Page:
Phillip Sylvester, Extension Agriculture Agent, Kent County; email@example.com; Cory Whaley, Extension Agriculture Agent, Sussex County; firstname.lastname@example.org; James Adkins, Associate Scientist-Irrigation Engineering; email@example.com; Jarrod O. Miller, Extension Agronomist, firstname.lastname@example.org
Wheat has quickly reached heading and is flowering in some parts of the state. This is an important time for Fusarium head blight management, which was discussed in the April 27 issue: click here http://extension.udel.edu/weeklycropupdate/?p=11688
It is also important to pay attention to soil moisture during this critical time. Relatively warm temperatures and lack of recent rainfall may have depleted soil moisture levels. Although the forecast calls for thunderstorms, growers with the ability to irrigate should consider doing so, with the goal of keeping available water content >50%. There are a number of tools available to the grower for measuring soil moisture, ranging from electronic soil moisture sensors to a soil probe. It is probably too late to setup sensors in the field, but you can still estimate soil moisture by feel and appearance. Here is a helpful factsheet: click here https://www.nrcs.usda.gov/Internet/FSE_DOCUMENTS/nrcs144p2_051845.pdf
Essentially, you use a soil probe to determine your soil moisture level within the depth of the root zone. If you determine soil moisture to be less the 50%, consider irrigating.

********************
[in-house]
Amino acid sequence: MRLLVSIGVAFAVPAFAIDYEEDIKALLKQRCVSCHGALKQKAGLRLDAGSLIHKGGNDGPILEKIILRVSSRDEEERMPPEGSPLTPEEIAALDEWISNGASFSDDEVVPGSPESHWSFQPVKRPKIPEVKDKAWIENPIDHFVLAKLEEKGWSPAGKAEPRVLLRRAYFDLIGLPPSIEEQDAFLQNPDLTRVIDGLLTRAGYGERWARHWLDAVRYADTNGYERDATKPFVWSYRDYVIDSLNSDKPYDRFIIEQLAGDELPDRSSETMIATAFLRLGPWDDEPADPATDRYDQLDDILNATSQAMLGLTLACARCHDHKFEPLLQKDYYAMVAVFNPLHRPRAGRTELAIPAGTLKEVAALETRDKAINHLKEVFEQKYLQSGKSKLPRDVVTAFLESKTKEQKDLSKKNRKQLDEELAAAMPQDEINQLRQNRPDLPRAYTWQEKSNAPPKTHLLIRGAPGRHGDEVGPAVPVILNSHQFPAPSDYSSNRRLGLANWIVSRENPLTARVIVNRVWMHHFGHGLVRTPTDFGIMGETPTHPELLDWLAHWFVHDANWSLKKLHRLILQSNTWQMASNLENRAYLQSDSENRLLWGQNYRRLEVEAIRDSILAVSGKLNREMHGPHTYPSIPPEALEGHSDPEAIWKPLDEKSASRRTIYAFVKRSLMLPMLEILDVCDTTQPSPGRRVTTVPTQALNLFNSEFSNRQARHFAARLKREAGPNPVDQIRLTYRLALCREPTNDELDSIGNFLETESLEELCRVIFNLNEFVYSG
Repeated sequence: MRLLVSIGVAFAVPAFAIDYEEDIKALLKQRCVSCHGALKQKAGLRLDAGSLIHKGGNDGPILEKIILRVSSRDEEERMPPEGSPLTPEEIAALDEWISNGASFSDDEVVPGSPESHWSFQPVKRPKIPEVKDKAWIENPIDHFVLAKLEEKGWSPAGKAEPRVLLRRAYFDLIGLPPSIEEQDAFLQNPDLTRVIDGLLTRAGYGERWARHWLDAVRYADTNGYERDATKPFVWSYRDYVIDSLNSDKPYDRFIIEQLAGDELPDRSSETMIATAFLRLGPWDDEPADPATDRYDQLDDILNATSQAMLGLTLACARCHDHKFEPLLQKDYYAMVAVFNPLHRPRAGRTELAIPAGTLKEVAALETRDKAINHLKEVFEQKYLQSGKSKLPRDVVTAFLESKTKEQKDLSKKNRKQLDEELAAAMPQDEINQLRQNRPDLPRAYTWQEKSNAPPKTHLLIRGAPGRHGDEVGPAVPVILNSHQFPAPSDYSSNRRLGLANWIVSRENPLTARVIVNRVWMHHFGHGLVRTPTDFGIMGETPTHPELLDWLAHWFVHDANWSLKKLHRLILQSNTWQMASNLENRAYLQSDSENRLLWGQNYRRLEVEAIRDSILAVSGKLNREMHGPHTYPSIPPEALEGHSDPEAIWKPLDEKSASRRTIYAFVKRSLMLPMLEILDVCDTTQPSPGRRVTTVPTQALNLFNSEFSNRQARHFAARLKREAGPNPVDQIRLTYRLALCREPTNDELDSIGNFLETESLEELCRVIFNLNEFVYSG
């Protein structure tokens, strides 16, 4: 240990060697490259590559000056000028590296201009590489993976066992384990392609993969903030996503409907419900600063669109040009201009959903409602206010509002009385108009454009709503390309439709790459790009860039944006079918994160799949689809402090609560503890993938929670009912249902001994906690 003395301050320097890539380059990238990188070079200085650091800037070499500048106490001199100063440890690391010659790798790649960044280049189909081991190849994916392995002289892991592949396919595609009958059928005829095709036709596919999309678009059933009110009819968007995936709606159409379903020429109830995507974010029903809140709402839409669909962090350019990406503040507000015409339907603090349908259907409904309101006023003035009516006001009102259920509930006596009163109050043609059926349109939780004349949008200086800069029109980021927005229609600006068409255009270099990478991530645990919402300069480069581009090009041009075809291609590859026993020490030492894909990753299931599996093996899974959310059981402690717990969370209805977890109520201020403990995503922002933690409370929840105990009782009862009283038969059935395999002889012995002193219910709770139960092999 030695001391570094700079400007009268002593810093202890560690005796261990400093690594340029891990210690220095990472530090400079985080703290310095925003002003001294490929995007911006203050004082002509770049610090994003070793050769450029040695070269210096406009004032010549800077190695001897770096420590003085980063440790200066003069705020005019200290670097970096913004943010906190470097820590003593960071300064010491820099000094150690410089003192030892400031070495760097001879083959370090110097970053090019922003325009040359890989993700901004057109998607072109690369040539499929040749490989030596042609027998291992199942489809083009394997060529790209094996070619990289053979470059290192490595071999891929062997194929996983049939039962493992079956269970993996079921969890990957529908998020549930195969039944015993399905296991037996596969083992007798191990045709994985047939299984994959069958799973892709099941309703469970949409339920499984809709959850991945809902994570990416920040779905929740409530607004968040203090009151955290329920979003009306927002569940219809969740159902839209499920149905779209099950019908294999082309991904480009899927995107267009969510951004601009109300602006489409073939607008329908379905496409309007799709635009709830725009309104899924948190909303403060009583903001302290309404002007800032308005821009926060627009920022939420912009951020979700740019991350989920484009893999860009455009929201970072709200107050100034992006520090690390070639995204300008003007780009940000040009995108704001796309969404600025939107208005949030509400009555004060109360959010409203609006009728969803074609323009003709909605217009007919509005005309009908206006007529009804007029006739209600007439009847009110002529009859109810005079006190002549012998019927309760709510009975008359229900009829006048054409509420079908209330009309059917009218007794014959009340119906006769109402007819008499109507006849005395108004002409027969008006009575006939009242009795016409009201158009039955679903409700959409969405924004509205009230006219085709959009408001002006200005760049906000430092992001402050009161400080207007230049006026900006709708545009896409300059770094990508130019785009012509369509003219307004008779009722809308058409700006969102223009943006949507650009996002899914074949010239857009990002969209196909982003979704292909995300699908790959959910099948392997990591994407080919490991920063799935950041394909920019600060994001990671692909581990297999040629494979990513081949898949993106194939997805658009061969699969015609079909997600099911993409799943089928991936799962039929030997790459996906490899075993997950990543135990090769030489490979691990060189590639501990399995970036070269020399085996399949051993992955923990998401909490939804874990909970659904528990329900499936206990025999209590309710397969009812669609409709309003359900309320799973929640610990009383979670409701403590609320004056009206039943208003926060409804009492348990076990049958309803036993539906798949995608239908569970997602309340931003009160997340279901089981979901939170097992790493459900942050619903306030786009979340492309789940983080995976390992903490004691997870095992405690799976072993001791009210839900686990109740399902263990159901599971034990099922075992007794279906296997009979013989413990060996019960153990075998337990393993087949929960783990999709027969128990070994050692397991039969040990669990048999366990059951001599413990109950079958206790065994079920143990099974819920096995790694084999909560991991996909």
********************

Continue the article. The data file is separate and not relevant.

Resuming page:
From 2013 to 2016, we conducted research at the UD Warrington Irrigation Research Farm to evaluate the impact of various irrigation strategies on yield and to determine the optimal strategy to maximize yield (sponsored by the Delaware Crop Improvement Association). We’ll skip right to the results – irrigation resulted in significantly higher yields in three of four years compared to a non-irrigated check. On average, yields were 7-14% higher compared to the non-irrigated check. There were only slight differences between the various irrigation strategies. However, we discovered a significant trend; adequate soil moisture levels must be maintained before flower and at levels high enough to support the crop through flowering and early grain fill. Our take home message is to consider irrigating during periods of dry, warm weather a couple of weeks before and after flowering. Growers should adopt an irrigation strategy that monitors soil moisture levels early on and that provides enough water to carry the plant through flowering and early grain fill. Given the extended period of dry weather and variable soils throughout the state, plan to check your own fields now. Continue to monitor your soil moisture level after each irrigation to ensure adequate water is available within the root zone. It may take multiple passes with the irrigation to fully recharge the soil profile. Finally, there is a concern that irrigating wheat during flower may increase the risk of Fusarium head blight. This is another reason growers should fill the profile before flower and resume irrigation after flower. However, if you need to irrigate during flower to protect yield, do so during the day, allowing enough time for the heads to dry before dusk.